It is common knowledge how fragile the environment is. Any changes in our surroundings and its impact can be seen or felt soon enough because Mother Nature always remind us of our wrongdoings. You don’t need to be a whiz to notice all the major things happening around us today. You don’t even need natural disasters to highlight all these things to you as they can be felt gradually over time. Weather extremes like the heat and the cold are perfect examples, well, the heat mostly especially now that global warming is no longer just a threat but a reality of our times. I am sure you can feel it too and not just during summer. The world is heating up. More heat is trapped in our atmosphere that not only makes the planet warmer but speeds up the melting of polar ice caps. No wonder the sea level is also rising and is increasingly becoming a threat to island nations like the Maldives.
Negligent and abusive human activities are the main reasons why the world is becoming more inhospitable as the days go by. Technology plays a major role as it is what defines the world we live in now. Modern life has brought about many complexities and challenges even if we like to make ourselves believe that it has made our lives easier, brighter and more convenient. It may be true in one way or the other but seeing how it has transformed our planet into a vast wasteland, others may beg to differ. Technology also puts a big strain on the energy sector as it uses up too much of it and it is an unending cycle seeing that we can’t live a life devoid of the tech gadgets that we now obsess over.
While the health implications of e-waste are difficult to isolate due to the informal working conditions, poverty, and poor sanitation, several studies in Guiyu, a city in southeastern China, offer insight. Guiyu is known as the largest e-waste recycling site in the world, and the city’s residents exhibit substantial digestive, neurological, respiratory, and bone problems. For example, 80 percent of Guiyu’s children experience respiratory ailments, and are especially at risk of lead poisoning.3
Residents of Guiyu are not the only ones at risk. Researchers such as Brett Robinson, a professor of soil and physical sciences at Lincoln University in New Zealand, warn that wind patterns in Southeast China disperse toxic particles released by open-air burning across the Pearl River Delta Region, home to 45 million people.4 In this way, toxic chemicals from e-waste enter the “soil-crop-food pathway,” one of the most significant routes for heavy metals’ exposure to humans. These chemicals are not biodegradable—they persist in the environment for long periods of time, increasing exposure risk.
I think you don’t even have to debate about this anymore as it is evident in the state of our environment what it has to endure day in and day out because of negligent and abusive human activities. It can only take so much before nature starts to manifest the effects of our actions and seeing the way things go now, it isn’t a pretty sight. Our love for all things technology is the biggest driver to environmental deterioration and destruction. You can see it all around you. Pollution is everywhere: in the air, the water, and even the bustling city noise can be too much at times. Some of us change gadgets in just a few months’ time. This undeniable love for tech gadgets is what drives this industry to manufacture more device that will eventually end up as e-waste over time if not disposed of properly.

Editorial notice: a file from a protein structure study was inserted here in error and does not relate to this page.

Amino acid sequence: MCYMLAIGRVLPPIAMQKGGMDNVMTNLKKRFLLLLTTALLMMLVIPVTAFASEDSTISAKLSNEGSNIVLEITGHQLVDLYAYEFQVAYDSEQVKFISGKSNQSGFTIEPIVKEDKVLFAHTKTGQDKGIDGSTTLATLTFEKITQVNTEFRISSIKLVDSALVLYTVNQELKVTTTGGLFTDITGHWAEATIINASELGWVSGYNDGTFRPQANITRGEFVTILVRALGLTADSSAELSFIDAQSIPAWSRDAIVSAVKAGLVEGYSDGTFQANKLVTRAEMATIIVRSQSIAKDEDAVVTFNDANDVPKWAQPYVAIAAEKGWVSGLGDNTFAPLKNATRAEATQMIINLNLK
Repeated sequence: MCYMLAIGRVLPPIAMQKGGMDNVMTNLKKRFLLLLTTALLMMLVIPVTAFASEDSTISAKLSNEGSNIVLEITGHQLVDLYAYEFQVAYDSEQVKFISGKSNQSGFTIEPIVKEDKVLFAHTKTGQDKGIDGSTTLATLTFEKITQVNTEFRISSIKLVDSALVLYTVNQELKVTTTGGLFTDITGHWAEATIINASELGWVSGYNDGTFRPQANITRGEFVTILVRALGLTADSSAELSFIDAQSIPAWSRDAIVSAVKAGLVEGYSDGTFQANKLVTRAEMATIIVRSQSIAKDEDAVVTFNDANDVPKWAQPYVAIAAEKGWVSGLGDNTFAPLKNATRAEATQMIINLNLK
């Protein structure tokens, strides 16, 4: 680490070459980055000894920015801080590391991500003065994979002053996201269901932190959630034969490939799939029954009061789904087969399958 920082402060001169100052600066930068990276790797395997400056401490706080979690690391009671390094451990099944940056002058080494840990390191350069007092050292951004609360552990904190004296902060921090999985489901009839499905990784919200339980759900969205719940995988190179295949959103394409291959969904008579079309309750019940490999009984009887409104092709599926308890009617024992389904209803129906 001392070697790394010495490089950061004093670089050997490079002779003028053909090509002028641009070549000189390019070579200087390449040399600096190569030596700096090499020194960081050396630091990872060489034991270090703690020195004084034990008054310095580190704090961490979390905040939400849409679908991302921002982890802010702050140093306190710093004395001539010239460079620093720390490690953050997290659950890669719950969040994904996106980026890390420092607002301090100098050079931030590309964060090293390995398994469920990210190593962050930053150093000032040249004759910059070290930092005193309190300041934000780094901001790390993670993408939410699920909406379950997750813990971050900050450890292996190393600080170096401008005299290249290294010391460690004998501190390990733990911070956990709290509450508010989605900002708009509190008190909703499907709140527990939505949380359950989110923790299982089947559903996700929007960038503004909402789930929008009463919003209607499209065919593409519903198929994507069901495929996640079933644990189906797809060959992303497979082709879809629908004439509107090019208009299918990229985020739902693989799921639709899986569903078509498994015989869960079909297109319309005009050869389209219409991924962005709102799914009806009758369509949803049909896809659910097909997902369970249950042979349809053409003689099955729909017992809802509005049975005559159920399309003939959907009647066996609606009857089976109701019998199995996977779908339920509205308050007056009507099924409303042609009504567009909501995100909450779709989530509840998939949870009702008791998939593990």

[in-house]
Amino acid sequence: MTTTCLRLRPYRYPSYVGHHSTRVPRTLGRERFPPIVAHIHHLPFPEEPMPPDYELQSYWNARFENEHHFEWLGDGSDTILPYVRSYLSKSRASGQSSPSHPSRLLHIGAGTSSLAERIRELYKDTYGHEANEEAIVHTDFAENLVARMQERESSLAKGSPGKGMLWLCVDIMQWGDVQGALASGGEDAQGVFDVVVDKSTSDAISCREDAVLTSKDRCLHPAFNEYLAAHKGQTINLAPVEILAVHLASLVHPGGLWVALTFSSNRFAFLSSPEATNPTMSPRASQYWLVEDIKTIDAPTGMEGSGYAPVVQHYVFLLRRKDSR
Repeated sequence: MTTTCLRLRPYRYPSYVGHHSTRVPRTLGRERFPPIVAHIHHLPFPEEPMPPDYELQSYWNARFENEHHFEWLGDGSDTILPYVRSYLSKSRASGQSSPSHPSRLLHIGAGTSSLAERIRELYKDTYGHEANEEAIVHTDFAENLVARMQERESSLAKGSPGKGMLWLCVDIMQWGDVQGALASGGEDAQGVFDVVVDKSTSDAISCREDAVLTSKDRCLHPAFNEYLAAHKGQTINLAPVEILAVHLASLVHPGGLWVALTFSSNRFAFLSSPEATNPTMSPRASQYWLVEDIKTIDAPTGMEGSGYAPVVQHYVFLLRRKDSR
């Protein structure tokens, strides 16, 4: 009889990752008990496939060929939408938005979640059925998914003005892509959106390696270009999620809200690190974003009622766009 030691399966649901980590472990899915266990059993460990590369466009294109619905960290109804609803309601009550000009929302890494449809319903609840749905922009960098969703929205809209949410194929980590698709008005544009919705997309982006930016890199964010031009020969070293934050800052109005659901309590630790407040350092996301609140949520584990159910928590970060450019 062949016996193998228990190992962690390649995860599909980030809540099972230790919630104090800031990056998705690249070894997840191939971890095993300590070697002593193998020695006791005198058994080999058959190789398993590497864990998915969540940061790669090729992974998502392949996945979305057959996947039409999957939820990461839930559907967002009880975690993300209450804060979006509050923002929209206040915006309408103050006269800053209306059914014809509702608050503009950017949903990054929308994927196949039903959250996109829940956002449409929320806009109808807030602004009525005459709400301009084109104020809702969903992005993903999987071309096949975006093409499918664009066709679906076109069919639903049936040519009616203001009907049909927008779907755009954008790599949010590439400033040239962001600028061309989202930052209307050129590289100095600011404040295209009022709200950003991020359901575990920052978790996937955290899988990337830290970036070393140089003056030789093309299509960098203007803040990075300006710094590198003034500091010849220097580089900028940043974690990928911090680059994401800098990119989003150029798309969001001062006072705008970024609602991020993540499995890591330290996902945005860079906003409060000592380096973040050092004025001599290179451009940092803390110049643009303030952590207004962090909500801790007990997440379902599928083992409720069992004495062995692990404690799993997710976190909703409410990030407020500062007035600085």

By next year the amount of e-waste generated globally is projected to hit 50m tonnes, according to the United Nations University’s Global E-waste Monitor. This will include in excess of 3 million tonnes of small gadgets. That’s not just mobile phones, calculators and laptops – it’s also new stuff like fitbits, Christmas socks that play jingle bells and unmentionables such as vibrators (sorry, but if it’s got a battery, it’s e-waste). There will also be some 12 million tonnes of large equipment: washing machines, clothes dryers and, increasingly, solar panels.
The record will quickly be surpassed. E-waste is created by the digital revolution, driven by Moore’s law – the observation that microchips double in capacity roughly every two years – and other frenetic obsolescence, which some maintain manufacturers design into their products deliberately.
This is the logical (and unfortunate) consequence of our actions right now. We should not even be wasting time by pointing fingers at everybody and blaming others for the current state of Mother Nature when we ourselves have probably contributed to it one way or the other. While we can make minor lifestyle changes to promote and practice the reuse, recycling, and reduction of waste, dealing with e-waste is an entirely different issue. Remember that technology innovations are dynamic and alongside it are new gadgets showcasing better specifications and features to encourage the public to dump their perfectly functioning old phone in favor of newer and sleeker models that virtually have the same functions albeit with a few twists. And we are not just talking about one brand here. This is a multi-billion dollar industry that spans the entire world and continues to contribute to the rise of e-trash that has no more place in the world.
If you are the practical and responsible type who hates spending on unnecessary expenses, you don’t necessarily have to buy a new device even if something bad happens to it. You can still recover your data and buy replacement for defective parts rather than buying a whole new set. That way you can reduce e-trash in your own little way. If you are quite clueless how data recovery works, check these out to learn more about data recover: https://www.harddrivefailurerecovery.net/how-to-recover-data-remotely/ and https://www.harddrivefailurerecovery.net/how-flat-rate-data-recovery-pricing-works/.